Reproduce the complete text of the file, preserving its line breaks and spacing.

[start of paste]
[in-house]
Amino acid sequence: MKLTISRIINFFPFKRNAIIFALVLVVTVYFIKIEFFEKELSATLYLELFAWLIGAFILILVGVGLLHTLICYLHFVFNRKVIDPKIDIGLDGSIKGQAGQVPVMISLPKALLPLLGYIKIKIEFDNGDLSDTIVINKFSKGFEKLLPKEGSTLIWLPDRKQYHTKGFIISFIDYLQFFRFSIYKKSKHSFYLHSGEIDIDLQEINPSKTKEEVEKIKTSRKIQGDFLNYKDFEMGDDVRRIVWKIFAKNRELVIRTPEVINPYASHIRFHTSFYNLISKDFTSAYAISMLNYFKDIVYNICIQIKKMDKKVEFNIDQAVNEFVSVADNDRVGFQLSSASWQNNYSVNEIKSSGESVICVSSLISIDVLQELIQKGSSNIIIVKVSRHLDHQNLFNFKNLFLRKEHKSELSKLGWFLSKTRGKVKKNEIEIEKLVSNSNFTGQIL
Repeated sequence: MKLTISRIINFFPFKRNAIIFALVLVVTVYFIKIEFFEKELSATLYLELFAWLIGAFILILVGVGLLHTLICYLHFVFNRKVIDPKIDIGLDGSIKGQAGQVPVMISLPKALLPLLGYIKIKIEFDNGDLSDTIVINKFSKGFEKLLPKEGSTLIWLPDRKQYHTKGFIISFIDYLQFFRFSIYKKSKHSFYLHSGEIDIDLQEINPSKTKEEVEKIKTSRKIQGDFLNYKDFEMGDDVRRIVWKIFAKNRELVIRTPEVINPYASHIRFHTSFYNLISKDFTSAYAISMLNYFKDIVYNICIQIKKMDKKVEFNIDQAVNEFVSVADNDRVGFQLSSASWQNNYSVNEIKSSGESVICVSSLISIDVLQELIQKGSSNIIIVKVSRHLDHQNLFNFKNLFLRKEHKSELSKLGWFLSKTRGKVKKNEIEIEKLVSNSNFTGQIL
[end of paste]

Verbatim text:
[in-house]
Amino acid sequence: MKLTISRIINFFPFKRNAIIFALVLVVTVYFIKIEFFEKELSATLYLELFAWLIGAFILILVGVGLLHTLICYLHFVFNRKVIDPKIDIGLDGSIKGQAGQVPVMISLPKALLPLLGYIKIKIEFDNGDLSDTIVINKFSKGFEKLLPKEGSTLIWLPDRKQYHTKGFIISFIDYLQFFRFSIYKKSKHSFYLHSGEIDIDLQEINPSKTKEEVEKIKTSRKIQGDFLNYKDFEMGDDVRRIVWKIFAKNRELVIRTPEVINPYASHIRFHTSFYNLISKDFTSAYAISMLNYFKDIVYNICIQIKKMDKKVEFNIDQAVNEFVSVADNDRVGFQLSSASWQNNYSVNEIKSSGESVICVSSLISIDVLQELIQKGSSNIIIVKVSRHLDHQNLFNFKNLFLRKEHKSELSKLGWFLSKTRGKVKKNEIEIEKLVSNSNFTGQIL
Repeated sequence: MKLTISRIINFFPFKRNAIIFALVLVVTVYFIKIEFFEKELSATLYLELFAWLIGAFILILVGVGLLHTLICYLHFVFNRKVIDPKIDIGLDGSIKGQAGQVPVMISLPKALLPLLGYIKIKIEFDNGDLSDTIVINKFSKGFEKLLPKEGSTLIWLPDRKQYHTKGFIISFIDYLQFFRFSIYKKSKHSFYLHSGEIDIDLQEINPSKTKEEVEKIKTSRKIQGDFLNYKDFEMGDDVRRIVWKIFAKNRELVIRTPEVINPYASHIRFHTSFYNLISKDFTSAYAISMLNYFKDIVYNICIQIKKMDKKVEFNIDQAVNEFVSVADNDRVGFQLSSASWQNNYSVNEIKSSGESVICVSSLISIDVLQELIQKGSSNIIIVKVSRHLDHQNLFNFKNLFLRKEHKSELSKLGWFLSKTRGKVKKNEIEIEKLVSNSNFTGQIL